CBDCs are the future of central bank money but they are not yet ready

A World Economic Forum (WEF) panel of global central bankers and technology providers touted central bank digital currencies (CBDCs) as the future of central bank money, presenting them as one of the solutions to the limitations of the payments industry today. However, they also stated that these currencies have several limitations that have yet to be addressed.

WEF panel explains the benefits of CBDCs

A panel on central bank digital currencies at the World Economic Forum (WEF) meetings in Davos stressed that it has high expectations for central bank digital currencies (CBDCs) as part of the future of central bank money.

The panel, made up of central bankers such as Julio Velarde, governor of the Central Bank of Peru, Lesetja Kganyago, governor of the South African Reserve Bank, and Amir Yaron,
Governor of the Central Bank of Israel, noted several supposed advantages that these new financial tools might have, but also pointed out the difficulties of implementing them effectively.

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Governor Velarde explained that he sees CBDCs as a solution for payments and credit that goes beyond banking integration. For him, the involvement of central banks in the implementation of these tools is related to the establishment of standards and the integration of private banks in the loop, while providing financial inclusion to people who are still outside the traditional banking system. In this regard, he stated:

We have learned the hard way that the revolution must come from the central banks. We don’t know how CBDCs will be implemented…but we are watching closely what is happening in the world.

Governor Amir Yaron explained that payments are now part of the forefront of the financial markets, which is why central banks are currently focusing on them. For Yaron, CBDCs could have a transition function between the digital world and private banking institutions. He stated:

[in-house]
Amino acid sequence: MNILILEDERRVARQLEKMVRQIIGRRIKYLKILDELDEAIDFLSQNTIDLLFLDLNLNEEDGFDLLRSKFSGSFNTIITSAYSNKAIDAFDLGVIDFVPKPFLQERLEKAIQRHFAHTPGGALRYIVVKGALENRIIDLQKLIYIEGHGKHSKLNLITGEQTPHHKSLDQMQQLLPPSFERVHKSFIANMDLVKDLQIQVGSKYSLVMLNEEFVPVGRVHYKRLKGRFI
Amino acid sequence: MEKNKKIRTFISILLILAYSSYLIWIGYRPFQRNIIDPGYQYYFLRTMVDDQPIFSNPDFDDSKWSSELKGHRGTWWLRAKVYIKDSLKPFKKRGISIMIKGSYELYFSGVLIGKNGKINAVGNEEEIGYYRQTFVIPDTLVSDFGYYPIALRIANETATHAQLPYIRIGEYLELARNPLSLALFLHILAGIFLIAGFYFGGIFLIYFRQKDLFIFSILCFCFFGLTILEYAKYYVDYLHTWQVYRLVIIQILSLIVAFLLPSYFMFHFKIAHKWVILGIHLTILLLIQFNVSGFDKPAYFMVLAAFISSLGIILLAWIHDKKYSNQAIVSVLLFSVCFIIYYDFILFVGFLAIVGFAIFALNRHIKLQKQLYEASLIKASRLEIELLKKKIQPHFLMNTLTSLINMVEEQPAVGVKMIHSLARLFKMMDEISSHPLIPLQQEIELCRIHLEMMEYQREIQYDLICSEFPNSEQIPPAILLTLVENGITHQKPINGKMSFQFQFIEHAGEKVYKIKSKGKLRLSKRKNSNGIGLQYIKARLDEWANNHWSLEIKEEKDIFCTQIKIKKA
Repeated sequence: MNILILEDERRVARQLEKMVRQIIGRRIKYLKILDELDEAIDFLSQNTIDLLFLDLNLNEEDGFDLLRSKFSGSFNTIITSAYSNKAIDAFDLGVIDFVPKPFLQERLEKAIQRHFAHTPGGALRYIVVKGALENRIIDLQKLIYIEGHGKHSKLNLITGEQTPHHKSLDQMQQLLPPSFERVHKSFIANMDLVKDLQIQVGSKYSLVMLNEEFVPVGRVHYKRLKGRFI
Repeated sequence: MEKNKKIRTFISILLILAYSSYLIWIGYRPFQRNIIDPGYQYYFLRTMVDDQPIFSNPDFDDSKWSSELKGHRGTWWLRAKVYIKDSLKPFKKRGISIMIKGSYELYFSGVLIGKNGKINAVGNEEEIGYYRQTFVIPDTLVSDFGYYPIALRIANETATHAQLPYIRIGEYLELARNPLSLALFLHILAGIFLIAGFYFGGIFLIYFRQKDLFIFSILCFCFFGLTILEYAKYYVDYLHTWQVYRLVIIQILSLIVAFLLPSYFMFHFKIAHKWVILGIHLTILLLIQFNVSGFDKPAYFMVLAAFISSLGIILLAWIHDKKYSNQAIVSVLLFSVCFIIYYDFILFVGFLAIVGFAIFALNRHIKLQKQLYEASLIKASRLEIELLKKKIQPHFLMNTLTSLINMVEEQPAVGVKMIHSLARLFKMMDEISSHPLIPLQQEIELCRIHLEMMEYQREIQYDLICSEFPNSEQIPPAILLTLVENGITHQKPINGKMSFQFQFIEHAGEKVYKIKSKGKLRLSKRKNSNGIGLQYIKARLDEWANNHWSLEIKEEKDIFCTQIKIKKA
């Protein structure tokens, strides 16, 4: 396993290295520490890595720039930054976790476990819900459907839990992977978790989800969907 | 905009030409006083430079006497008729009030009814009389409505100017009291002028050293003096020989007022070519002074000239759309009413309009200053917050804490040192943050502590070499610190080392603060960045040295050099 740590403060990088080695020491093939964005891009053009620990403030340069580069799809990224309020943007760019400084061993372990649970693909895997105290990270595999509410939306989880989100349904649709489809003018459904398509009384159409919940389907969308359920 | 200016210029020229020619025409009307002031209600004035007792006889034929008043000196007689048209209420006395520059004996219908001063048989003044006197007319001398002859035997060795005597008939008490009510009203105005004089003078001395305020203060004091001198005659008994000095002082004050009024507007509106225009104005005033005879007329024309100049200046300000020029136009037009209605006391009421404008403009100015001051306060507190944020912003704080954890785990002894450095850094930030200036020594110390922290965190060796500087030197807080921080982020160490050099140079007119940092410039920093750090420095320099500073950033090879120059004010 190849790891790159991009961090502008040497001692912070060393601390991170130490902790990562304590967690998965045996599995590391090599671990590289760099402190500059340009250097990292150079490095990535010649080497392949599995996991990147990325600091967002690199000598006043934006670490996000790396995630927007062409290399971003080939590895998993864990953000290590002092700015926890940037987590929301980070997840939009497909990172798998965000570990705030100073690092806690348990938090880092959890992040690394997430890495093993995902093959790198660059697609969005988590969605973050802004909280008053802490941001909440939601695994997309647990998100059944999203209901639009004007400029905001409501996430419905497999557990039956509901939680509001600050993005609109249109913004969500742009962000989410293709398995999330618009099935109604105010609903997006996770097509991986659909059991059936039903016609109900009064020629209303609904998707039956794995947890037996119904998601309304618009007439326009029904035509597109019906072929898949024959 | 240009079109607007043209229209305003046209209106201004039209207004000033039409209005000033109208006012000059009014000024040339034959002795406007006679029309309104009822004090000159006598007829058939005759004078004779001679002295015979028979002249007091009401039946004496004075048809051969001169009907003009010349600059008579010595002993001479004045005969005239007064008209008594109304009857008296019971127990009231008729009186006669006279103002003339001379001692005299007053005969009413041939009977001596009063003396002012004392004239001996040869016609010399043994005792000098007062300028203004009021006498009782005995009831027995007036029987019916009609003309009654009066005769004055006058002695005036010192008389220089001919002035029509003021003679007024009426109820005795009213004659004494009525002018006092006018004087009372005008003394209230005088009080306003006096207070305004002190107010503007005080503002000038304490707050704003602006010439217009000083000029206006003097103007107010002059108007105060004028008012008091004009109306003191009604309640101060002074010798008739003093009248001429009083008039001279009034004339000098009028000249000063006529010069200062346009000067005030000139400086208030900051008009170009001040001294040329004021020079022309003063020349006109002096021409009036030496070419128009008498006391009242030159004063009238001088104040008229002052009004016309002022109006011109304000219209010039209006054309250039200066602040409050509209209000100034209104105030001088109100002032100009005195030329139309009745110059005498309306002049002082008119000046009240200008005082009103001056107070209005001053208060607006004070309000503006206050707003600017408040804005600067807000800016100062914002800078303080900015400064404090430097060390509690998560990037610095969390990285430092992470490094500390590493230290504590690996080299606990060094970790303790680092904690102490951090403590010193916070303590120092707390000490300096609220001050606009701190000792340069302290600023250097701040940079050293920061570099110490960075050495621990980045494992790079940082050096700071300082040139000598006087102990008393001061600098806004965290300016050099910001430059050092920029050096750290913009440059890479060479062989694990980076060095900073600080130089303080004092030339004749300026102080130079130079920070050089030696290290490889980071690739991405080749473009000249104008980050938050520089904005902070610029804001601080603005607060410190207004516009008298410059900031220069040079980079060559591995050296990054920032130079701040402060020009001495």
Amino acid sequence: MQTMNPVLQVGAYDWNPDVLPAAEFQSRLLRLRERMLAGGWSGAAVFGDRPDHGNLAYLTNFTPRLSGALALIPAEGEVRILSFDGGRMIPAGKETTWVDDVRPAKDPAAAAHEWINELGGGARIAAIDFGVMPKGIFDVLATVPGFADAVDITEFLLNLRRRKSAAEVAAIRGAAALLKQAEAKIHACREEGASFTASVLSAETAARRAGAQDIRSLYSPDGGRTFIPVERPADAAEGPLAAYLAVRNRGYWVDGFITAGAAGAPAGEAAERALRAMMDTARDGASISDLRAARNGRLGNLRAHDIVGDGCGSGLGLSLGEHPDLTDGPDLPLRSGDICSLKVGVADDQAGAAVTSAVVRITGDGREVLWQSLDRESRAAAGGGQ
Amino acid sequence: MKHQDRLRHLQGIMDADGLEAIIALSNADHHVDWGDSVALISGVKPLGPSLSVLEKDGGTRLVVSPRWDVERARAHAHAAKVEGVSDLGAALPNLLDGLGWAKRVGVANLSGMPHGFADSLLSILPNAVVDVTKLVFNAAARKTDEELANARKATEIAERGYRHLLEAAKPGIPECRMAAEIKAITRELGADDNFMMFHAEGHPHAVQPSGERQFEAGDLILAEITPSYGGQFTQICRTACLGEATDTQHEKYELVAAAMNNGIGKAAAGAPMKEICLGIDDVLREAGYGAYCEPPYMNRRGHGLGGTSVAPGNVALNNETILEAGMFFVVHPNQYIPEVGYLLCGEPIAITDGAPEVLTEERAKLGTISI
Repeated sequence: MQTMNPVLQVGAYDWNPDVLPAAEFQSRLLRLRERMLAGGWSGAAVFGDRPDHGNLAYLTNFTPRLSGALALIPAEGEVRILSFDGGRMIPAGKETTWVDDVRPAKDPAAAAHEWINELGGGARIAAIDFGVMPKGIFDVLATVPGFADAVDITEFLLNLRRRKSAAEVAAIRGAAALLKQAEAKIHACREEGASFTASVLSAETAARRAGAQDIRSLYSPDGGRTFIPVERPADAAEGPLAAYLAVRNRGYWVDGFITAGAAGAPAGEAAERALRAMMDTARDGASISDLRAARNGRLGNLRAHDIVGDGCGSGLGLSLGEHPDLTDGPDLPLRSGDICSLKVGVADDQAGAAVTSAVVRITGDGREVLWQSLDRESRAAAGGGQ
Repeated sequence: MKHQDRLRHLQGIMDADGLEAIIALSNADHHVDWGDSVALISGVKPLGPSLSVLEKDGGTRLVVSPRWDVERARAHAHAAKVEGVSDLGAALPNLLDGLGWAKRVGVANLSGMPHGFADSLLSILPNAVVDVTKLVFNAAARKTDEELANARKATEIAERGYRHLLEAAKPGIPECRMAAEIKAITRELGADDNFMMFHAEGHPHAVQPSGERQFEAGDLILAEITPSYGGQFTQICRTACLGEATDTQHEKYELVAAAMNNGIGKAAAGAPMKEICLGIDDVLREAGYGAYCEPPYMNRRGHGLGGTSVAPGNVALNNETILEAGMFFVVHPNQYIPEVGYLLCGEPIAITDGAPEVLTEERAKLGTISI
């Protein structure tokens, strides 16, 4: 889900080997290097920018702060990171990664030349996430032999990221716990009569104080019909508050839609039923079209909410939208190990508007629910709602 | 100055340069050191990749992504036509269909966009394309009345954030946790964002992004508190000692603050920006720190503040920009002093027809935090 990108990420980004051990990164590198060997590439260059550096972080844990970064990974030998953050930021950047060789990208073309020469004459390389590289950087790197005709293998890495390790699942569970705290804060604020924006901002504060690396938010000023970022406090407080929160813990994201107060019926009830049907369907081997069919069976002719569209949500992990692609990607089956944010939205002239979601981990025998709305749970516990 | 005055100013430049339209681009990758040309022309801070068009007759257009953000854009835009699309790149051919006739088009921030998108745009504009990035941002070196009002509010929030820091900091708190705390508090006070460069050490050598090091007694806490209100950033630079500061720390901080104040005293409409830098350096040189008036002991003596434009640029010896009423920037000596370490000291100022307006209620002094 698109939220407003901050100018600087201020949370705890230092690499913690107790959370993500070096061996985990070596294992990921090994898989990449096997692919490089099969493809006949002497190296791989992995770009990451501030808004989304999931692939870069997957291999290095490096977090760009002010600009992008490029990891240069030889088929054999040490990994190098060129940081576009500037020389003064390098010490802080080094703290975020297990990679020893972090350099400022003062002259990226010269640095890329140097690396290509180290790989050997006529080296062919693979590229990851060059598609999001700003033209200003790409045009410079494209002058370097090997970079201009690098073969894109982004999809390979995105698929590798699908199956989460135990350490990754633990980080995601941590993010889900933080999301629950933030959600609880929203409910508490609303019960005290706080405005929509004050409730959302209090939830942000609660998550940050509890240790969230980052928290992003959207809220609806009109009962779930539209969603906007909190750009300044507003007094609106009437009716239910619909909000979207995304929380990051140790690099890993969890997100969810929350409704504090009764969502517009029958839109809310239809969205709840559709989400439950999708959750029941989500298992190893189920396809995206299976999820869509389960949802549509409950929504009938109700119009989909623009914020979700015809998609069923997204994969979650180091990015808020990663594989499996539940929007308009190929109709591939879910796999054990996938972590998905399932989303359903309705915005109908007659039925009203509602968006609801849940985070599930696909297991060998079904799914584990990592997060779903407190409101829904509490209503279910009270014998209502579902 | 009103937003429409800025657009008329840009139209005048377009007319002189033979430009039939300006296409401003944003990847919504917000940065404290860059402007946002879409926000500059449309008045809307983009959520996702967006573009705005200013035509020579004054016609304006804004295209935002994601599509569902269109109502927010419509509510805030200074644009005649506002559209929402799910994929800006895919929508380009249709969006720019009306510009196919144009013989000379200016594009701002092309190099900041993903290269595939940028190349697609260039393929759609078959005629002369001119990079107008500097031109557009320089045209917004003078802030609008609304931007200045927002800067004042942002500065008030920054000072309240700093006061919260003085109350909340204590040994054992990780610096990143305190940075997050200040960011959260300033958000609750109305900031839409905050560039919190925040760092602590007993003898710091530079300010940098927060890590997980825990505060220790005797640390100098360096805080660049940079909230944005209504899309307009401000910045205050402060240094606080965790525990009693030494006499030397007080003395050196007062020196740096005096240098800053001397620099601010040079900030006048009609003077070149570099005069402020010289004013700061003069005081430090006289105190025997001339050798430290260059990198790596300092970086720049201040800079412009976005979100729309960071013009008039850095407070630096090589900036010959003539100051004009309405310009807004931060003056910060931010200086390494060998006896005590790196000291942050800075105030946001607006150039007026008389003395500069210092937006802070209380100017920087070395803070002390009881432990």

We see faster payments, smart contracts, electronic money, crypto assets, and stable currencies, and CBDC is a public good that can be complementary but can also crowd out some of these things. CBDC could be the bridge between the new digital economy and the standard economy.

Israel has been experimenting with CBDCs. Their central bank is part of the Icebreaker project, which involves a CBDC-based cross-border payment between Israel, Norway and Sweden, with the collaboration of the Bank for International Settlements (BIS).

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A smarter solution, with caveats

For Governor Kganyago, one of the key issues for the more than 100 banks around the world studying CBDCs is bridging the digital divide involving new types of money, such as crypto-currencies, which are currently emerging as an alternative to central bank-issued money, and modernizing payment systems.

In this sense, he believes that the environment is changing and that some central banks consider that they must change with it and offer these digital alternatives. For Kganyago, ultimately, there needs to be a national discussion on demand, where the big questions have to do with public choice on the use of CBDC.

He concluded by explaining that the problems with implementing CBDCs for domestic and cross-border payments will be more on the regulatory side than the technological side, as they will have to comply with regulations in multiple jurisdictions around the world.

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